When Technology Meets the Humanities
Level 1: Grade 7 - Grade 10
Level 2: Graduating Seniors
~10 hours to complete the course
60 or 90-min weekly seminar (2-4 students per group)
2021 Summer Sessions (Pacific Time)
7/7-8/11, Wednesdays, 4:30-6:00 pm (4 students)
7/8-8/12, Thursdays, 4:30-6:00 pm (4 students)
Dates & times by arrangement (2-4 students)
Over years of guiding STEM students into most competitive STEM summer programs such as the NIH Summer Internship Program and most selective colleges such as MIT, we have noticed a great hurdle for students during the admissions process: to be able to discuss with width and depth the complex relations between science, technology, and society.
The humanities emphasize communication, empathy, curiosity, creativity, critical thinking, clear writing, and problem-solving. This course will help students demonstrate during college admissions their potential as emerging STEM leaders with the vision to serve humanity and apply humanities skills to their future work in STEM fields.
Through exploring what science and technology make of the world and what the world makes of science and technology, students will learn to:
Articulate the significance of science and technology in contemporary society
Demonstrate their understanding of the critical role of STEM leaders in service of humanity
Adapt to new STEM challenges with valuable interdisciplinary thinking, problem-solving, and decision-making abilities.
Instructor: Dr. Prusko
Dr. Prusko is a university educator with over two decades’ experience teaching literature, writing, and communications courses. She is currently a lecturer in the Department of English and Film Studies at the University of Alberta. She is the recipient of a Faculty of Arts Teaching Award and the William Hardy Alexander Award for Excellence in Undergraduate Teaching. While teaching is her main focus, she also researches and publishes in the areas of Shakespeare, early modern drama, and children’s literature.
PhD. in English
Questions to Explore
In what ways can those working in STEM fields understand the larger significance of their roles as members of their wider society?
When employers hiring in STEM fields require ‘communication’ skills, what does that really mean? What can the humanities teach us about communicating in STEM fields?
What can the humanities teach us about the ethics of technical and scientific communication?
Why and how might scientific writing use elements of narrative to reach a broader audience? For example, during the pandemic, how have health authorities applied features of storytelling to help the general public understand the facts of the disease and of vaccination?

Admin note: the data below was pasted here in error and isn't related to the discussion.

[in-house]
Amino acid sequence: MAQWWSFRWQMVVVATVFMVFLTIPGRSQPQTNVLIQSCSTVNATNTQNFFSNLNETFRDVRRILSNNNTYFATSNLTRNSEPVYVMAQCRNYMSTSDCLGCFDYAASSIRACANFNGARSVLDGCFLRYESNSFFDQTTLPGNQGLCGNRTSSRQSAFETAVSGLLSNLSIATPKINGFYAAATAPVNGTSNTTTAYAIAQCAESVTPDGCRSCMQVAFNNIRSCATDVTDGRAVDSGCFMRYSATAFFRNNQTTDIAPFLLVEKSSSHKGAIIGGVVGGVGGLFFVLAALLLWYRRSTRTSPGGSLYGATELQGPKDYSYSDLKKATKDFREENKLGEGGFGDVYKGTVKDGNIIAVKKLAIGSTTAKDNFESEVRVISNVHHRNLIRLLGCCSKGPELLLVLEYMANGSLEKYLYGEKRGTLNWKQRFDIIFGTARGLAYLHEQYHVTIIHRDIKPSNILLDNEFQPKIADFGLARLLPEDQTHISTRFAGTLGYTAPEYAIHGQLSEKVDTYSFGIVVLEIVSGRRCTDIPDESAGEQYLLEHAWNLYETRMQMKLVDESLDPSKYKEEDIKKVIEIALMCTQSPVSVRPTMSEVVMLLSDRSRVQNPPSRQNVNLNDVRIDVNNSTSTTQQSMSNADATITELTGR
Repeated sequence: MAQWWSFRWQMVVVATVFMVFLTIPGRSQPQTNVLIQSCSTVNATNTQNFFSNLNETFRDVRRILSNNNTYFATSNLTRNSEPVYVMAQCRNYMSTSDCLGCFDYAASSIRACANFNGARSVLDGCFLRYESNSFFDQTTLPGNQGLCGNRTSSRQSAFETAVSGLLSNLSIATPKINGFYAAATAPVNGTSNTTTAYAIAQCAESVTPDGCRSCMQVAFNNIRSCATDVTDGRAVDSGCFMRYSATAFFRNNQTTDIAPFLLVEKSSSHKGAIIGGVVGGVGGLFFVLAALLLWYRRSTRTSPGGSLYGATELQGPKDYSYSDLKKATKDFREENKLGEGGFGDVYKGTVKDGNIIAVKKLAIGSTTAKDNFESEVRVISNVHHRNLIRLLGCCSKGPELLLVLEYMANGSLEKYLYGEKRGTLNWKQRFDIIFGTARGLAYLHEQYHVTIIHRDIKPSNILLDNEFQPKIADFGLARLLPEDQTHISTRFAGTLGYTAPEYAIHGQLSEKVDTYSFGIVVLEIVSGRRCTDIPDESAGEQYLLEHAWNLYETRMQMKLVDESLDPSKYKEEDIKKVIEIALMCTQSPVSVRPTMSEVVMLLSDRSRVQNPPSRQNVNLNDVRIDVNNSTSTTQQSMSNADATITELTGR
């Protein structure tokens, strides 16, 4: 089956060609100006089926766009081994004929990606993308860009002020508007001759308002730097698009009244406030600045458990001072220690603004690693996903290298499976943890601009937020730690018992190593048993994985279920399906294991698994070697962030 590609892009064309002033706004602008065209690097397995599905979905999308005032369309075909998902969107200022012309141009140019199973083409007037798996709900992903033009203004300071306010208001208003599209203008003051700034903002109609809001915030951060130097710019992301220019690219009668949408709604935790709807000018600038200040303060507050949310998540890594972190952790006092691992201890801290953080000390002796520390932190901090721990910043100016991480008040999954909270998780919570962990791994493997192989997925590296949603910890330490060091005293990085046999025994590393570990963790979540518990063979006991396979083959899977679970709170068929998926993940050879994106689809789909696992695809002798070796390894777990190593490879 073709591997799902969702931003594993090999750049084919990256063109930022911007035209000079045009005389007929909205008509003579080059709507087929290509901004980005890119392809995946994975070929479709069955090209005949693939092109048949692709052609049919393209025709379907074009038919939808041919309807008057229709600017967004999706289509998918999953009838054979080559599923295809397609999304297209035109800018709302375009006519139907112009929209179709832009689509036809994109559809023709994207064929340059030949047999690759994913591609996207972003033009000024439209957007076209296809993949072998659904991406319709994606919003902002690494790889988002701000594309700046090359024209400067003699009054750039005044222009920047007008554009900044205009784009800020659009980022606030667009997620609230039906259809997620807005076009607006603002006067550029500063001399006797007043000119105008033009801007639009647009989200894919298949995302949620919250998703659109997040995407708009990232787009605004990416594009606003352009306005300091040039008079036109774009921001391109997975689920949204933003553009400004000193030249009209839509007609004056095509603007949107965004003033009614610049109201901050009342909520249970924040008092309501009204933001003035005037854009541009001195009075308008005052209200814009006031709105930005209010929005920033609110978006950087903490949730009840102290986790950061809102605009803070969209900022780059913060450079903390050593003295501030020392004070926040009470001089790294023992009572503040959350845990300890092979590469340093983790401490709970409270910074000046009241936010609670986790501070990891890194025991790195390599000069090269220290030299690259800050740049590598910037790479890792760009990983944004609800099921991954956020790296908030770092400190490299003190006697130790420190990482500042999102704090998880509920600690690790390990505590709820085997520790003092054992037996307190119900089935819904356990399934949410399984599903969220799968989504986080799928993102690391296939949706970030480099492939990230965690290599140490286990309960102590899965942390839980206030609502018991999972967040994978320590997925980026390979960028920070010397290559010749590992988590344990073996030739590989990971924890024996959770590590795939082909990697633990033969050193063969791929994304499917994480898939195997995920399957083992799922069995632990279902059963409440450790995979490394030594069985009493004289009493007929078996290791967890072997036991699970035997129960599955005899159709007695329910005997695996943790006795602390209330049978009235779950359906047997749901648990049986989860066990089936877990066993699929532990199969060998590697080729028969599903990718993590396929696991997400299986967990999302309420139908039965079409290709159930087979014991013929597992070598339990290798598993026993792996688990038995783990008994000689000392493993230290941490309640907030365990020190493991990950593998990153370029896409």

Why and how is it important to apply human judgment to our increasingly digital lives?
When we use social media, how do we represent ourselves? Why? What factors are at play when we write a post, create a story, or select a picture or video to share? How does our sense of ourselves and our audience play into our interactions on social media?
Homework & Feedback
Classes will be structured around a close-reading of texts and a discussion of the important questions they raise. Students will be encouraged to bring new writing to each class for the instructor to edit and provide feedback. Students can expect to complete a variety of writing assignments, including argumentative writing about the use of social media and other technologies, and persuasive writing in the form of project and policy proposals. Upon completion of the course, each student will receive overall feedback from the instructor.
“Dr. Prusko embraces and celebrates innovative and novel ideas, which allows her students to truly thrive in their own explorations of literature. She has been a huge inspiration in both the academic and personal facets of my life.”
“The writing methods she introduced have proven to be invaluable across a variety of subjects and situations; when my friends are struggling with their writing, I recommend the techniques I learned from Dr. Prusko. Her enthusiasm and skill are truly remarkable.”
“I absolutely loved this course. Dr. Prusko is an amazing teacher who really cares about her students and takes time to make sure they understand the material. She is always willing to help and provide constructive feedback and is great at promoting class community and discussion.”
“Dr. Prusko is an incredible teacher and clearly knowledgeable and passionate about literature. Her class was challenging, but she provided constructive and helpful feedback and really encouraged us to do our best. She encouraged class discussions which were always interesting and helpful to the topic we were discussing.”
“I found myself working hard in this class because I felt compelled by the topic, and because I felt Dr. Prusko was very invested in our advancement in the class.”
“I think that the way Dr. Prusko is prepared, honest, humorous, and knowledgeable made learning more interesting and I enjoyed it. She was easily my best teacher.”